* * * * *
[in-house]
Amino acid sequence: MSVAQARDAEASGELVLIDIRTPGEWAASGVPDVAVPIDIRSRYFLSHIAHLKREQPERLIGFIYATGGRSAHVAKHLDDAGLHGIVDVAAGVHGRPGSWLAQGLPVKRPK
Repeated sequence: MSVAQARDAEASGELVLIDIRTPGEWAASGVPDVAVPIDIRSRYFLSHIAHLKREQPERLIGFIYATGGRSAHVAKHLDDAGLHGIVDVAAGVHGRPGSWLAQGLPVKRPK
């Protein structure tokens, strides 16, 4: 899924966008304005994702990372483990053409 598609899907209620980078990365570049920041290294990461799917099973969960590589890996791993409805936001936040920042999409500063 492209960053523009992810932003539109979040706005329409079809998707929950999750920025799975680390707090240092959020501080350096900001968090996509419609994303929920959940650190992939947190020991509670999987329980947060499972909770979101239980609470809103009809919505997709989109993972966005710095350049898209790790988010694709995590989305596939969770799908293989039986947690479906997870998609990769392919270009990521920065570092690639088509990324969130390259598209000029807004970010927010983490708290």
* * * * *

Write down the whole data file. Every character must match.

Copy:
[in-house]
Amino acid sequence: MSVAQARDAEASGELVLIDIRTPGEWAASGVPDVAVPIDIRSRYFLSHIAHLKREQPERLIGFIYATGGRSAHVAKHLDDAGLHGIVDVAAGVHGRPGSWLAQGLPVKRPK
Repeated sequence: MSVAQARDAEASGELVLIDIRTPGEWAASGVPDVAVPIDIRSRYFLSHIAHLKREQPERLIGFIYATGGRSAHVAKHLDDAGLHGIVDVAAGVHGRPGSWLAQGLPVKRPK
């Protein structure tokens, strides 16, 4: 899924966008304005994702990372483990053409 598609899907209620980078990365570049920041290294990461799917099973969960590589890996791993409805936001936040920042999409500063 492209960053523009992810932003539109979040706005329409079809998707929950999750920025799975680390707090240092959020501080350096900001968090996509419609994303929920959940650190992939947190020991509670999987329980947060499972909770979101239980609470809103009809919505997709989109993972966005710095350049898209790790988010694709995590989305596939969770799908293989039986947690479906997870998609990769392919270009990521920065570092690639088509990324969130390259598209000029807004970010927010983490708290």